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"While I am aware that, in the year 2016, people who have tattoos are probably not in gangs, ex-convicts, or drug users, yes, I admit it — when I see someone with lots of tattoos or very large tattoos, my perception of that person changes, and not for the better. I remember watching this mom at the mall. She was heavily tattooed. She looked like she was taking good care of her toddler, but I couldn't shake the feeling that mothers shouldn't look like that," Rob, an American man in his sixties, shares.
"Growing up, only 'shady' characters had tattoos. Times have changed, but yes, I do think twice when I see someone with lots of ink, and I wouldn't like my doctor, lawyer or accountant to have lots of tattoos," Inge, a middle-aged woman from Germany adds.
Me? I'm a woman of nearly 40 — yikes, time really does fly! — and I have more than a little ink. I got my first tattoo at 21. Though I've since had that one covered up because the quality wasn't great, I've steadily been adding to my collection ever since, slowly, but surely, and I love my tattoos. I'm all too aware that not everyone likes them, and that's fine with me. My tattoos are for me, after all, not for other people. Studies, however, show that not only do some people dislike ink or find it ugly, significant portions of people also think of women with tattoos as being more impulsive, less athletic, less motivated, less honest, and less generous.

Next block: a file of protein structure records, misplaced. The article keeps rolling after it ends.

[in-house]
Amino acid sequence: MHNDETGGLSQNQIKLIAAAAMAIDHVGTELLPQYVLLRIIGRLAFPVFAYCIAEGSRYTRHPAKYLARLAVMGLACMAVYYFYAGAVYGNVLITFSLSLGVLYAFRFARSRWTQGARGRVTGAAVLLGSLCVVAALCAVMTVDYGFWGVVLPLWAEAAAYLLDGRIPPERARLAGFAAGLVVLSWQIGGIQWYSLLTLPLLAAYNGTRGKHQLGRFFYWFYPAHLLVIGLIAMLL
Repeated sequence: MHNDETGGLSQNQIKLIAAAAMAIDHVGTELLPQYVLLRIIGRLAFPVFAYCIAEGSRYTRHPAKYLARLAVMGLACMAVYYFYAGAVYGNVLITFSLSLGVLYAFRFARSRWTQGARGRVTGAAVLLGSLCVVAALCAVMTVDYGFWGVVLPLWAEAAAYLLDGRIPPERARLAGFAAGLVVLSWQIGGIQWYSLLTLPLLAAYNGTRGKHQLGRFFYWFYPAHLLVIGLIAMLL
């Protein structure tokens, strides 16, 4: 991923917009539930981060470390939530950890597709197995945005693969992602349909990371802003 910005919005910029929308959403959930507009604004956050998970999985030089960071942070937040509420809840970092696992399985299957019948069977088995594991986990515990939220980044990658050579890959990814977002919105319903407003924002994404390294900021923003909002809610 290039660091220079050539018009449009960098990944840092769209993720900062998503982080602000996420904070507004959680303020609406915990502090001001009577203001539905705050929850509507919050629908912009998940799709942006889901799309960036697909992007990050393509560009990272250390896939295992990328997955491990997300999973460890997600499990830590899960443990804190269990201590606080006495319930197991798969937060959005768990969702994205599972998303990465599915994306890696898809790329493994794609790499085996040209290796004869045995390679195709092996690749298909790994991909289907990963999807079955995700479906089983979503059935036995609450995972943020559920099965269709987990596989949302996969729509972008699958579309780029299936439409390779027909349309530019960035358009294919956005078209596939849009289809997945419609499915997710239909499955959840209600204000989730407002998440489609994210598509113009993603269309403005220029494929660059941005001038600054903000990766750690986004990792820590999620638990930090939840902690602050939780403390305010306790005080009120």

The Latin word for tattoo is, in fact, "stigma". Tattoos have been used, in some form or another, at least since the Neolithic period. Though they did occasionally denote punishment, they were also used to signify status, belonging, or as talismans for healing. During more recent history, yes, tattoos were mostly for sailors, bikers, and those who were criminally active.
Now, though? Made popular by musicians, bikers, and shows such as Miami Ink, lots of people have tattoos. Housewives get them. Soldiers get them. Old ladies get them. Lawyers get them. In the US, more women have tattoos than men these days, at 23 vs 19 percent, and 40 percent of US residents aged between 26 and 40 had at least one tattoo by 2006, a survey revealed. Tattooing is among the fastest-growing business sectors, and the United States are home to over 20,000 tattoo studios!
What Do People Really Think Of Tattooed Women?
Aren't we done thinking of inked people as different these days? Apparently not!
- In a study led by UTSA graduate psychology major Lisa Oakes, male and female psychology students were asked to assess a mixed-ethnicity woman. In some pictures, she had virgin skin. In others, she had tattoos. Though the participants generally had positive impressions of the woman regardless of whether she was shown with tattoos, she was deemed to be more open to sex without commitment and less selective in those pictures where she had ink.
- A 2013 study published in the journal Archives of Sexual Behavior revealed that women with butterfly tattoos on their lower backs were more likely to be approached by men, and more quickly, in a beach setting. Men were found to believe tattooed women were more open to having sex on a first date as well, but this study did not show that inked women were seen as less attractive.
- A 2007 British study found that undergraduate students, 14 percent of whom had tattoos themselves and 71 percent of whom said they would consider getting inked in future, still saw women with ink as less attractive. In fact, the more tattoos a woman had, the more likely she was to be seen as unattractive. At the same time, they were seen as more sexually promiscuous. Women with tattoos were also deemed to be heavier drinkers! Interestingly, blondes with ink were seen as less attractive than brunettes with tats.